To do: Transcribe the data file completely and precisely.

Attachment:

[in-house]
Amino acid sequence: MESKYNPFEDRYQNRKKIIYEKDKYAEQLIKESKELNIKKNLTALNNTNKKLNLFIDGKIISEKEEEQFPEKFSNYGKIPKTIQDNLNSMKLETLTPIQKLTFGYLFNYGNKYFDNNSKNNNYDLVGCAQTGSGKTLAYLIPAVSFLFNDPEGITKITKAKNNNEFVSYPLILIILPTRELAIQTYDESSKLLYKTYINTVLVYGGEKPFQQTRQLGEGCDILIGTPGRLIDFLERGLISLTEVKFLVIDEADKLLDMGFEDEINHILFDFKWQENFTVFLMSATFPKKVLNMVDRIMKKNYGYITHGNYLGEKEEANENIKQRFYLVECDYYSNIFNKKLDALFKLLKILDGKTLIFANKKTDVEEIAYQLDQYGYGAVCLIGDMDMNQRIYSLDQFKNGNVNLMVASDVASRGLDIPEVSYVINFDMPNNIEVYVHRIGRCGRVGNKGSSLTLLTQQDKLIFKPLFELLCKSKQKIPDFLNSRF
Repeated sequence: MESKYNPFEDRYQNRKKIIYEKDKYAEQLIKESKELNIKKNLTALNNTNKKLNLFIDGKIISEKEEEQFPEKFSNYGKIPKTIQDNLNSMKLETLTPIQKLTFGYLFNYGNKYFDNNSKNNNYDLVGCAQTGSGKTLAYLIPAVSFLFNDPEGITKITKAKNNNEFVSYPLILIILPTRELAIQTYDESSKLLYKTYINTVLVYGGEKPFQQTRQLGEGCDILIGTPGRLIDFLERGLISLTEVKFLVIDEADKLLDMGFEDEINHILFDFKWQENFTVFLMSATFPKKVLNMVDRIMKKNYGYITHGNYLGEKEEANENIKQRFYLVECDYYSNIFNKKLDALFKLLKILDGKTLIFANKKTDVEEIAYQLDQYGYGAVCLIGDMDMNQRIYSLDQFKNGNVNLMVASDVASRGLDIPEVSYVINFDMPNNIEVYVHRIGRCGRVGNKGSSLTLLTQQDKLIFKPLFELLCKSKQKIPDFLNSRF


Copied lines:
[in-house]
Amino acid sequence: MESKYNPFEDRYQNRKKIIYEKDKYAEQLIKESKELNIKKNLTALNNTNKKLNLFIDGKIISEKEEEQFPEKFSNYGKIPKTIQDNLNSMKLETLTPIQKLTFGYLFNYGNKYFDNNSKNNNYDLVGCAQTGSGKTLAYLIPAVSFLFNDPEGITKITKAKNNNEFVSYPLILIILPTRELAIQTYDESSKLLYKTYINTVLVYGGEKPFQQTRQLGEGCDILIGTPGRLIDFLERGLISLTEVKFLVIDEADKLLDMGFEDEINHILFDFKWQENFTVFLMSATFPKKVLNMVDRIMKKNYGYITHGNYLGEKEEANENIKQRFYLVECDYYSNIFNKKLDALFKLLKILDGKTLIFANKKTDVEEIAYQLDQYGYGAVCLIGDMDMNQRIYSLDQFKNGNVNLMVASDVASRGLDIPEVSYVINFDMPNNIEVYVHRIGRCGRVGNKGSSLTLLTQQDKLIFKPLFELLCKSKQKIPDFLNSRF
Repeated sequence: MESKYNPFEDRYQNRKKIIYEKDKYAEQLIKESKELNIKKNLTALNNTNKKLNLFIDGKIISEKEEEQFPEKFSNYGKIPKTIQDNLNSMKLETLTPIQKLTFGYLFNYGNKYFDNNSKNNNYDLVGCAQTGSGKTLAYLIPAVSFLFNDPEGITKITKAKNNNEFVSYPLILIILPTRELAIQTYDESSKLLYKTYINTVLVYGGEKPFQQTRQLGEGCDILIGTPGRLIDFLERGLISLTEVKFLVIDEADKLLDMGFEDEINHILFDFKWQENFTVFLMSATFPKKVLNMVDRIMKKNYGYITHGNYLGEKEEANENIKQRFYLVECDYYSNIFNKKLDALFKLLKILDGKTLIFANKKTDVEEIAYQLDQYGYGAVCLIGDMDMNQRIYSLDQFKNGNVNLMVASDVASRGLDIPEVSYVINFDMPNNIEVYVHRIGRCGRVGNKGSSLTLLTQQDKLIFKPLFELLCKSKQKIPDFLNSRF